I’ve opined several times before that the legal concept of “standing” should be interpreted broadly, particularly in the realm of Constitutional law, with an eye towards encouraging litigation of disputes on their merits. Too often the courts choose to attack a litigant’s standing as a way of avoiding making an actual decision on the merits of a case. Well, that won’t be happening with the Prop. 8 case. The California Supreme Court has made clear that the proponents of Prop. 8 do, in fact, have standing to defend that law despite the refusal of the Attorney General and the Governor to do so.
Now, as of the time of writing this post, I’ve not read the meat or reasoning of the opinion. I’m only aware of the conclusion:
…when the public officials who ordinarily defend a challenged state law or appeal a judgment invalidating the law decline to do so, under article II, section 8 of the California Constitution and the relevant provisions of the Elections Code, the official proponents of a voter-approved initiative measure are authorized to assert the state‘s interest in the initiative‘s validity, enabling the proponents to defend the constitutionality of the initiative and to appeal a judgment invalidating the initiative.
This is an entirely satisfactory resolution of this particular issue to me. Although it places the day of ultimate victory further away, advocates of same-sex marriage should consider this a victory, not a setback. The proponents are well-motivated to defend the law that they themselves wrote and considered important enough to take the trouble of putting on the ballot and advocating. Consequently, they will give their law the full-throated defense that it needs in order for the judicial analysis of that law’s conformity (or lack thereof) with the Federal Constitution to be meaningful and worthy of intellectual respect. And it allows the Attorney General and Governor to express their judgment about the law’s Constitutionality.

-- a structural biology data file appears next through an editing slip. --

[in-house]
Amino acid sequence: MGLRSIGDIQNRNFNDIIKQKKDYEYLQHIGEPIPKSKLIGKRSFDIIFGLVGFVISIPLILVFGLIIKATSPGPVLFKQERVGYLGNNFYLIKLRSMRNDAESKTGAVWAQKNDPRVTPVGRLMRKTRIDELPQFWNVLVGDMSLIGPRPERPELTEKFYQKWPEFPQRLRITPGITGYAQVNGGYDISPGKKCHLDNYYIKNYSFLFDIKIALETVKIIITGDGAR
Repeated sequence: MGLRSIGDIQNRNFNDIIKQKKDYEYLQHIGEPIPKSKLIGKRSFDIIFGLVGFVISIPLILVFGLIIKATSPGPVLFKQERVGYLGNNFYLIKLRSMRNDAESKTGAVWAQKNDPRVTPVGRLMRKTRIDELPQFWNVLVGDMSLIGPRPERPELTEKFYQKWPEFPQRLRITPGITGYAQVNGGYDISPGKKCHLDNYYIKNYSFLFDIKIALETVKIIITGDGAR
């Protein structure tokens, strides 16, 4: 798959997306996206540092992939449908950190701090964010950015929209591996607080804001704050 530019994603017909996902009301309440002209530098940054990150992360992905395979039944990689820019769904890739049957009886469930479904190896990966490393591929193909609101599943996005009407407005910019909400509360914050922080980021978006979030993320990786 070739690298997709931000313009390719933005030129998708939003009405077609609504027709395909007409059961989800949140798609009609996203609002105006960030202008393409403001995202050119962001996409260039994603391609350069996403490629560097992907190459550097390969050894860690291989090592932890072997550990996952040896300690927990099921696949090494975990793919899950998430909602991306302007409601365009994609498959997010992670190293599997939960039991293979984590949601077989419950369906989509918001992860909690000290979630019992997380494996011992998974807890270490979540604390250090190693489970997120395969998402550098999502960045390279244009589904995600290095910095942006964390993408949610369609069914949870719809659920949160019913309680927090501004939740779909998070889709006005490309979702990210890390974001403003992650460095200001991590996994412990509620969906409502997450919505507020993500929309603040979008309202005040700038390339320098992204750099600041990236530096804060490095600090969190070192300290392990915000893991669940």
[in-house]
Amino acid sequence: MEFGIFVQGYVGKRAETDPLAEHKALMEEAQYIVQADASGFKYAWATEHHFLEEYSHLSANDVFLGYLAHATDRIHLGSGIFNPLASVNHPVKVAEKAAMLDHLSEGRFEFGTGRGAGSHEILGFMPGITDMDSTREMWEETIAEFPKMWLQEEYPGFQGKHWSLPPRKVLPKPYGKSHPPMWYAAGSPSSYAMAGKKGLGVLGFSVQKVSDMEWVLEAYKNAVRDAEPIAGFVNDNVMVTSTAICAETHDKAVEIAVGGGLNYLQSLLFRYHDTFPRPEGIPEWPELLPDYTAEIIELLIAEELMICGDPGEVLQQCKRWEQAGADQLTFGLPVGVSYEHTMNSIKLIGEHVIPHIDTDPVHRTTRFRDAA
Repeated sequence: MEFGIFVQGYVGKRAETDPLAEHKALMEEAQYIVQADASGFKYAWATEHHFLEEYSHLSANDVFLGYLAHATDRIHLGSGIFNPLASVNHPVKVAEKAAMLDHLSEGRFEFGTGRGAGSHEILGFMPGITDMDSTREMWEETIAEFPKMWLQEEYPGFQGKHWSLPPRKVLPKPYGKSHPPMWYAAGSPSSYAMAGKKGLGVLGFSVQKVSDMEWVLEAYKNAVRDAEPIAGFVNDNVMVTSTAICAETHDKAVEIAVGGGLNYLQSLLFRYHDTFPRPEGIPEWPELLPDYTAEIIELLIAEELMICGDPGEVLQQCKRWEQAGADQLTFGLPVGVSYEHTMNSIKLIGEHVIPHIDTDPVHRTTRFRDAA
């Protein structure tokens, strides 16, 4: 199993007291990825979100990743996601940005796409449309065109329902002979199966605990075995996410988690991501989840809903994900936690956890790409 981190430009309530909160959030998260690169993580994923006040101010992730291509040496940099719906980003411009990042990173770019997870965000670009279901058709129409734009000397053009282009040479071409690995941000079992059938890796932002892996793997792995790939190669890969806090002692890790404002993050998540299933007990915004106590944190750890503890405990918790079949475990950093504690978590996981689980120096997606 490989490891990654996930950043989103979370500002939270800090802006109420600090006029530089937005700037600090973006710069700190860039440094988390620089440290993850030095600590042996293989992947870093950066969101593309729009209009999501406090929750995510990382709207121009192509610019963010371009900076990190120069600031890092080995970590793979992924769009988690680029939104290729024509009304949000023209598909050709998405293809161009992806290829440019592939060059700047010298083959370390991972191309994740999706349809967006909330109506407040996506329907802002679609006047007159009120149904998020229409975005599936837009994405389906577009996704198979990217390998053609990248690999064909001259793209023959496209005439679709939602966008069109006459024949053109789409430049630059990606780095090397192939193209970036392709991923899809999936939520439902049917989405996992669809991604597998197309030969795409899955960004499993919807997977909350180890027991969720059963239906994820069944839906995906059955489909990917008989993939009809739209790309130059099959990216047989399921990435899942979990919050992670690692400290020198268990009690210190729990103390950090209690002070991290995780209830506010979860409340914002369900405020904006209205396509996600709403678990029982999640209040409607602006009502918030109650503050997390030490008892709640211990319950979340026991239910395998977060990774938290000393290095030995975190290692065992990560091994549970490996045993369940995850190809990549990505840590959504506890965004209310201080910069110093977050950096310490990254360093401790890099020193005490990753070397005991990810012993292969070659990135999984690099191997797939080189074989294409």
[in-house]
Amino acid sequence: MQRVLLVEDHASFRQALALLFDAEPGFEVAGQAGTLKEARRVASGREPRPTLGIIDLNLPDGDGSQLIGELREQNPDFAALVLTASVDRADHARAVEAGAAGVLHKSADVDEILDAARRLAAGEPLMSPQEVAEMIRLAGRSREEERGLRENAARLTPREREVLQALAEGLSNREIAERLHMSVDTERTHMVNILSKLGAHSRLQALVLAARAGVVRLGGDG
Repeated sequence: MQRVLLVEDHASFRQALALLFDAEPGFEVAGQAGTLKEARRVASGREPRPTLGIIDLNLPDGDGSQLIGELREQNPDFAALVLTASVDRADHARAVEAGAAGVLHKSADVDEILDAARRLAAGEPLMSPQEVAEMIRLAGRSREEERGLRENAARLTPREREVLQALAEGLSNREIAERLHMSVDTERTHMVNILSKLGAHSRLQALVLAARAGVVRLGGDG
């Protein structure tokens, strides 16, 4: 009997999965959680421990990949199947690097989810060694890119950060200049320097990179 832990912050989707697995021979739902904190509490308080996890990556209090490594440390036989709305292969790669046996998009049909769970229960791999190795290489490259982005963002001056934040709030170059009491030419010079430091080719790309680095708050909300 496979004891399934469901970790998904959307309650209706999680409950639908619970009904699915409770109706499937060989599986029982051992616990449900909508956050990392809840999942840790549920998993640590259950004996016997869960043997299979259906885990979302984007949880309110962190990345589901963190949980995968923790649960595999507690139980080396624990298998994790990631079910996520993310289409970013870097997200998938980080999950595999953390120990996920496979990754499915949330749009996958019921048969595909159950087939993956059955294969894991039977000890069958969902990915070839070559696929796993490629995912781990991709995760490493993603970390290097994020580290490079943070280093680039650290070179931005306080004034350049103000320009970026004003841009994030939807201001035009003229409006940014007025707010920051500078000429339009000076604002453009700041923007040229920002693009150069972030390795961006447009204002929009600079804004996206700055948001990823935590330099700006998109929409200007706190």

The rule of law requires that everyone be able to respect the legitimacy of the judicial process. This decision furthers that concept by encouraging advocacy and developing a meaningful adversarial process; it is very important that the side which loses the case understand that it was treated fairly, and did not lose for some arbitrary reason. So, let us now move forward to consideration of the merits of the legal issue, and not again be sidetracked by any further procedural smokescreens, raised by anyone.